Be courageous concerning this, O Christian! be not dispirited, as though your spiritual enemies could never be destroyed. You are able to overcome them—not in your own strength—the weakest of them would be too much for you in that, but you can and shall overcome them through the blood of the Lamb. Do not ask, “How shall I dispossess them, for they are greater and mightier than I?” but go to the strong for strength, wait humbly upon God, and the mighty God of Jacob will surely come to the rescue, and you shall sing of victory through his grace.
Spurgeon, C. H. Morning and Evening: Daily Readings. London: Passmore & Alabaster, 1896. Print.
The collision of God and sin
Who His own self bare our sins in His own body on the tree. 1 Peter 2:24.
The Cross of Jesus is the revelation of God’s judgment on sin. Never tolerate the idea of martyrdom about the Cross of Jesus Christ. The Cross was a superb triumph in which the foundations of hell were shaken. There is nothing more certain in Time or Eternity than what Jesus Christ did on the Cross: He switched the whole of the human race back into a right relationship with God. He made Redemption the basis of human life, that is, He made a way for every son of man to get into communion with God.
The Cross did not happen to Jesus: He came on purpose for it. He is “the Lamb slain from the foundation of the world.” The whole meaning of the Incarnation is the Cross. Beware of separating God manifest in the flesh from the Son becoming sin. The Incarnation was for the purpose of Redemption. God became incarnate for the purpose of putting away sin; not for the purpose of Self-realization. The Cross is the [center] of Time and of Eternity, the answer to the enigmas of both.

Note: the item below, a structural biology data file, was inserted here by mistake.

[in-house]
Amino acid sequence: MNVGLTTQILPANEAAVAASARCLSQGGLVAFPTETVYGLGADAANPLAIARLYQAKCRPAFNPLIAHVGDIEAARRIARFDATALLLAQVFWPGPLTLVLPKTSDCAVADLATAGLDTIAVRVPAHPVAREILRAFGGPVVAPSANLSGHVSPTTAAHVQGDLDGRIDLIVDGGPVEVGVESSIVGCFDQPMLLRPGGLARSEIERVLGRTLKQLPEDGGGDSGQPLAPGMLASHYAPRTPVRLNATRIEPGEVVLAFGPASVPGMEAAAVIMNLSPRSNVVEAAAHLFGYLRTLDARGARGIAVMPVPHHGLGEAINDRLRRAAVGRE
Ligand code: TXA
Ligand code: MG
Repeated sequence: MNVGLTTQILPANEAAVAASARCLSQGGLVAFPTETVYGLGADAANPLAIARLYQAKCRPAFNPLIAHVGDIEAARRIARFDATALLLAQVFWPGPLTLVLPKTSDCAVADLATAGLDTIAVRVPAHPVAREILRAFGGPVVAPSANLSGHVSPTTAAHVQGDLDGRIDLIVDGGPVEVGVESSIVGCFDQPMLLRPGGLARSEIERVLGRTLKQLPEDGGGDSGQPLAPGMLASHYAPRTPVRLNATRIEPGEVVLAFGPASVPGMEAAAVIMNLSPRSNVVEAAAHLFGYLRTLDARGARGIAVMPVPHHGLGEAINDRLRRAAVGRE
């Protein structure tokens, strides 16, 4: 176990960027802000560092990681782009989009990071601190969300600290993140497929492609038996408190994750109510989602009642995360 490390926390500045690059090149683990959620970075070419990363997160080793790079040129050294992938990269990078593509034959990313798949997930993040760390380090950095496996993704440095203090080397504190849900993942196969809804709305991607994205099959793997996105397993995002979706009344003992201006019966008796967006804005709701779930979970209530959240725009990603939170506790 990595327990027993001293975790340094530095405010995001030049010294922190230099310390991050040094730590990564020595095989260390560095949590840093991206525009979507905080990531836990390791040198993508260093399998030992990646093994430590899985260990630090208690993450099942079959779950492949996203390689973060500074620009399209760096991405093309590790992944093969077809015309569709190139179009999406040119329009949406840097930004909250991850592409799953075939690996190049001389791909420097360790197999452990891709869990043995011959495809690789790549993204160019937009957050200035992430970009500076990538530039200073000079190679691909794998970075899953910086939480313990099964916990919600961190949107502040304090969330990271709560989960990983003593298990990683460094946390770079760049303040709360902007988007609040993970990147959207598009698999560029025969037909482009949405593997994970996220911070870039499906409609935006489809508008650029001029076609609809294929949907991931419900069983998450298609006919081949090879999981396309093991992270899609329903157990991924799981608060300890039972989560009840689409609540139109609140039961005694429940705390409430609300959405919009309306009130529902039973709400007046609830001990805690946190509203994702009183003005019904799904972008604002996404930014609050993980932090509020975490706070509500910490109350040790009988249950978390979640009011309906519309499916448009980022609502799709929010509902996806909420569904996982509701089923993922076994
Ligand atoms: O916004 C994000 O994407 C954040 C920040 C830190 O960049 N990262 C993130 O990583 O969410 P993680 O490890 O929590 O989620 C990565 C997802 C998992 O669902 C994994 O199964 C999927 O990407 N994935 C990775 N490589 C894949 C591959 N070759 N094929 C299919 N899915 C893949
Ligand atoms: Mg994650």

The Cross is not the cross of a man but the Cross of God and the Cross of God can never be realized in human experience. The Cross is the exhibition of the nature of God, the gateway whereby any individual of the human race can enter into union with God. When we get to the Cross, we do not go through it; we abide in the life to which the Cross is the gateway.
The [center] of salvation is the Cross of Jesus, and the reason it is so easy to obtain salvation is [that] it cost God so much. The Cross is the point where God and sinful man merge with a crash and the way to life is opened—but the crash is on the heart of God.
Chambers, Oswald. My Utmost for His Highest: Selections for the Year. Grand Rapids, MI: Oswald Chambers Publications; Marshall Pickering, 1986. Print.
They made me [the] keeper of the vineyards, but [my] own vineyard have I not kept
Song of Sol. 1:6
Our attention is here drawn to a danger which is preeminently one of this day: the intense activity of our times may lead to zeal in service to the neglect of personal communion, but such neglect will not only lessen the value of the service but tend to incapacitate us for the highest service.
J. Hudson Taylor
Hardman, Samuel G., and Dwight Lyman Moody. Thoughts for the Quiet Hour. Willow Grove, PA: Woodlawn Electronic Publishing, 1997. Print.